Chantal Kunst from The Netherlands

Moulin Rouge - It's amazeballs. Perfection. Great story, drama, romance and Ewan McGregor is heartbreakingly good throughout but in the final scene- unbelievable. Love it.

AniKatrina Fageol from TN

The Greatest Showman - The music is rich and powerful. It's a different retelling of Barnum's story and the "exploitation" of "freaks". Did Barnum see them as people or profit? The music tells the story, and Keala Settle's song This Is Me is the most perfect anthem for many people today. The costumes, the music, the rousing opening number... it all just draws you in!

Verity Wilde from UK

Sound of Music - it has the dull bits taken out, it's looks beautiful, Julie Andrews is exquisite, the children aren't too annoying and I have the hots for Captain von Trapp. Georg can call me any time...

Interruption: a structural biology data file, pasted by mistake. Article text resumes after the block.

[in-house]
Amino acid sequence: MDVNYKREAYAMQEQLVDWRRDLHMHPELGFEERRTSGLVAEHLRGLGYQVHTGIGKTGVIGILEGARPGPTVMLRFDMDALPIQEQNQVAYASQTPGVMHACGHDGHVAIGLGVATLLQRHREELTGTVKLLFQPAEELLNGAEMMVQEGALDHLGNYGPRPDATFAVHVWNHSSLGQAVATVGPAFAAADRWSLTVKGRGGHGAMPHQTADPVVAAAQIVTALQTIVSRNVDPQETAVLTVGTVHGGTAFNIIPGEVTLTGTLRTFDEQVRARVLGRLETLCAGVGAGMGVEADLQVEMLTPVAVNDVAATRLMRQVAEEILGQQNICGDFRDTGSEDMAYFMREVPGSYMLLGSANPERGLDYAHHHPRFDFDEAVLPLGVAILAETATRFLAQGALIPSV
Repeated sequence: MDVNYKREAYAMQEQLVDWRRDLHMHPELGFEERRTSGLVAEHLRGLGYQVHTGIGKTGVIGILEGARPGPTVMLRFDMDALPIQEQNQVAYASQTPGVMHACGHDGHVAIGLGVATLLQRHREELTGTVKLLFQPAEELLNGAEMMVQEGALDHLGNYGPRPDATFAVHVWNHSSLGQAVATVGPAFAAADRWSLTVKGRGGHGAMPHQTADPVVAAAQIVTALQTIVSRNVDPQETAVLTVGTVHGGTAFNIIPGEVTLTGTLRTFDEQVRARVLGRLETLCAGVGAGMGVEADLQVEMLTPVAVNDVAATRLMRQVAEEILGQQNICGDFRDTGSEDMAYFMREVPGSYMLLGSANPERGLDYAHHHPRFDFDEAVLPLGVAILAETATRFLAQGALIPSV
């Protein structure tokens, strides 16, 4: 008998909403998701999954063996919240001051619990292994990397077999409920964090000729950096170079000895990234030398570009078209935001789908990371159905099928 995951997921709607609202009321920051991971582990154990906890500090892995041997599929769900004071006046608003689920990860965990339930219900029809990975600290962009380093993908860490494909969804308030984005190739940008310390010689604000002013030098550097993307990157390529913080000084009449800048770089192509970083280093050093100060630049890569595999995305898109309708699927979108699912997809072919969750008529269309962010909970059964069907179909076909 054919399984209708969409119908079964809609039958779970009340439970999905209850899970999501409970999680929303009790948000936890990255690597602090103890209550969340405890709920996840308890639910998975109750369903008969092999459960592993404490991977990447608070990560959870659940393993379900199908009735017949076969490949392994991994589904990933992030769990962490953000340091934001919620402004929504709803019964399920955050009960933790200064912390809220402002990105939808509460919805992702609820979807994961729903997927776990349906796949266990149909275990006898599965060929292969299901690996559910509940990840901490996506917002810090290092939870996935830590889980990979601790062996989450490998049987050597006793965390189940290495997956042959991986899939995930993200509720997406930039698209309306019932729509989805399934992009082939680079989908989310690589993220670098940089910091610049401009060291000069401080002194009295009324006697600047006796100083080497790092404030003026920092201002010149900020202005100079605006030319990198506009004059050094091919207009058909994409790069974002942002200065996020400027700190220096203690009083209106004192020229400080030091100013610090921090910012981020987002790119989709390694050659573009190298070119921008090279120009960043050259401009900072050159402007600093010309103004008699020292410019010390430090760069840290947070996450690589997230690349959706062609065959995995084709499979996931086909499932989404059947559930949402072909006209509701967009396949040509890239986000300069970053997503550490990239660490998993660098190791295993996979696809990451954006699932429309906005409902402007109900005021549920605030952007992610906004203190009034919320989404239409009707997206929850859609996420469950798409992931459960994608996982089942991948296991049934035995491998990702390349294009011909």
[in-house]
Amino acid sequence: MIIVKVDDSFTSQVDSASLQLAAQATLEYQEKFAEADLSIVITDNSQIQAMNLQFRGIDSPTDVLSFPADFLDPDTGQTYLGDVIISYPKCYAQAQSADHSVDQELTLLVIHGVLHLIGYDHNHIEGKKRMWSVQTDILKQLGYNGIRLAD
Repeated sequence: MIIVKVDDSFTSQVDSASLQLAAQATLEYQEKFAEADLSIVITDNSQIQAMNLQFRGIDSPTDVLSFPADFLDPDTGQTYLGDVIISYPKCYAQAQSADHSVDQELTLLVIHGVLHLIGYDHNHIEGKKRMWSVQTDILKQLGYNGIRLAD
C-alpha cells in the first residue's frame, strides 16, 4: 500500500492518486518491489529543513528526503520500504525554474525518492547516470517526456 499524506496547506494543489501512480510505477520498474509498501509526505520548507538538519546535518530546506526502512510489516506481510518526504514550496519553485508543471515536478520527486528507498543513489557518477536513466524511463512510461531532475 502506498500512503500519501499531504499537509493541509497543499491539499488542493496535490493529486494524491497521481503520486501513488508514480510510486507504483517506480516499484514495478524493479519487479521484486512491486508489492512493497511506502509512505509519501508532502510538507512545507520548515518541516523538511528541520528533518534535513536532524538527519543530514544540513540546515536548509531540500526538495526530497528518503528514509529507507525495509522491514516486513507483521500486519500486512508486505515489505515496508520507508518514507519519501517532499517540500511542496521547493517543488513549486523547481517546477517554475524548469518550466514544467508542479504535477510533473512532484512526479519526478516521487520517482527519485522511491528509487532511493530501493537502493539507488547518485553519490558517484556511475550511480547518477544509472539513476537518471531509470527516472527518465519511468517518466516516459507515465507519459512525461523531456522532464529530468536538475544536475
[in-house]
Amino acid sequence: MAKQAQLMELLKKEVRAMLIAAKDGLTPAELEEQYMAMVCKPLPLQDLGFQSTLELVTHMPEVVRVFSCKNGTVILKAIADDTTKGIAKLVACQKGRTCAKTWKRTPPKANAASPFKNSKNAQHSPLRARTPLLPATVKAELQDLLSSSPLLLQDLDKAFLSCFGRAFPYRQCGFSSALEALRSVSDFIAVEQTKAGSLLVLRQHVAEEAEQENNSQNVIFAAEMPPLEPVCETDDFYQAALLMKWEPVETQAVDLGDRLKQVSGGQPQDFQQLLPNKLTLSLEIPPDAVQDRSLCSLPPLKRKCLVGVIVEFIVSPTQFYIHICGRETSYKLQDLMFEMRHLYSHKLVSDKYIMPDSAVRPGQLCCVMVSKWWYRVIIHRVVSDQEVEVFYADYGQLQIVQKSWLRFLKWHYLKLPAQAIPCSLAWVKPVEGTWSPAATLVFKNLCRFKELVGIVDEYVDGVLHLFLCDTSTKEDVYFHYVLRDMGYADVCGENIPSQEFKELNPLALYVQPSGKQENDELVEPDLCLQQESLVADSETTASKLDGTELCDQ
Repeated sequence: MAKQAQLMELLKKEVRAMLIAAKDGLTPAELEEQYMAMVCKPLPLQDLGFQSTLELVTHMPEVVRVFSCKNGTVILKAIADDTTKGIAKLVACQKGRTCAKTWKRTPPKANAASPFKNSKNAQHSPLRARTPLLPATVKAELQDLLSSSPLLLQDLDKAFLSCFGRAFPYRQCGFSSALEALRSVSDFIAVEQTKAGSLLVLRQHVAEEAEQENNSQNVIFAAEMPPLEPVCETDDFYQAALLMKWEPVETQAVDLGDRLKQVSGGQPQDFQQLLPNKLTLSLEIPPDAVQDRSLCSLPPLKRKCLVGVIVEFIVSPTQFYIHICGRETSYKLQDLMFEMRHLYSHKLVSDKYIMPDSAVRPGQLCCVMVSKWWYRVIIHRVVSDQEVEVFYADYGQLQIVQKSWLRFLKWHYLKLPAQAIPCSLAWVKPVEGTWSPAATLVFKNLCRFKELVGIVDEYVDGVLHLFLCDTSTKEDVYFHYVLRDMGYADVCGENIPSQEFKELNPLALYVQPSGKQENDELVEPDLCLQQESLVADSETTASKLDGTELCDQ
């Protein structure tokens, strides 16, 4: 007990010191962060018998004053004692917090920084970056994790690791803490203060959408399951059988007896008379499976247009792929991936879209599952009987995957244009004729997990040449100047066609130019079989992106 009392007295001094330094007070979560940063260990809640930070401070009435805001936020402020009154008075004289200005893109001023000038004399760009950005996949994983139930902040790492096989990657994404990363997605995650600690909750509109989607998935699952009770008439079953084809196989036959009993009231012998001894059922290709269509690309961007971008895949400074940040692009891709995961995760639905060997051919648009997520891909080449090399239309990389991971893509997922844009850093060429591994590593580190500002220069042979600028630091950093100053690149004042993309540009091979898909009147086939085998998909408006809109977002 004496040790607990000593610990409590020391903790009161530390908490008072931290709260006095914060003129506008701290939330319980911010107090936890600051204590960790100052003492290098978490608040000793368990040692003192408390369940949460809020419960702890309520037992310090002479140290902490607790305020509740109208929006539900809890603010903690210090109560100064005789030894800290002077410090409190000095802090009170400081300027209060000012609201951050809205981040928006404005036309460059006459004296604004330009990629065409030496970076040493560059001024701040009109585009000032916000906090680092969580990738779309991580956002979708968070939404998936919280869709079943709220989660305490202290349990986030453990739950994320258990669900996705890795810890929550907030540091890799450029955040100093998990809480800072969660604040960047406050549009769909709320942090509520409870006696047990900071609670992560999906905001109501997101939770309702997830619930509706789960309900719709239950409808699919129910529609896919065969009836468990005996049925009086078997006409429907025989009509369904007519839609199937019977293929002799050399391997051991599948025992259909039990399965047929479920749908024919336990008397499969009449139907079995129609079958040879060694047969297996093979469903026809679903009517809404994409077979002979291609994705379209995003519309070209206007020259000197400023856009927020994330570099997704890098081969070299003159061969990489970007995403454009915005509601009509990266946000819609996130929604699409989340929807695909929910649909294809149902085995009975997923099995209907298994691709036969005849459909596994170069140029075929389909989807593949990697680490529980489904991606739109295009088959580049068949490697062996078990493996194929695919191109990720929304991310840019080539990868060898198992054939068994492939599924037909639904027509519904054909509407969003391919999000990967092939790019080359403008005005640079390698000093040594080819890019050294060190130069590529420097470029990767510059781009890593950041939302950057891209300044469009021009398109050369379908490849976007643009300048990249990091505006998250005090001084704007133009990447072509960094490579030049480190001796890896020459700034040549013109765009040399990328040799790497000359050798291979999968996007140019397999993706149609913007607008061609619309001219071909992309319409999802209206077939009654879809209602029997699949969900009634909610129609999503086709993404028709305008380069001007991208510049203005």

Ben Tomchik from Washington DC

Chicago - Because, by framing each character as a performer, it solves the issue of why are people randomly breaking out into song.

James McQuillen from Washington, DC Metro

The Sound of Music - Perfect casting, gorgeous cinematography, every cast member (especially Our Lord and Savior Julie Andrews) at the absolute TOP of their game.

Danny Decker from Advertising

West Side Story - West Side Story (1961) is an absolutely perfect musical film! Between the alterations made to the original book for film, the orchestrations and the exuberant performances, it's one to go back and watch over and over again.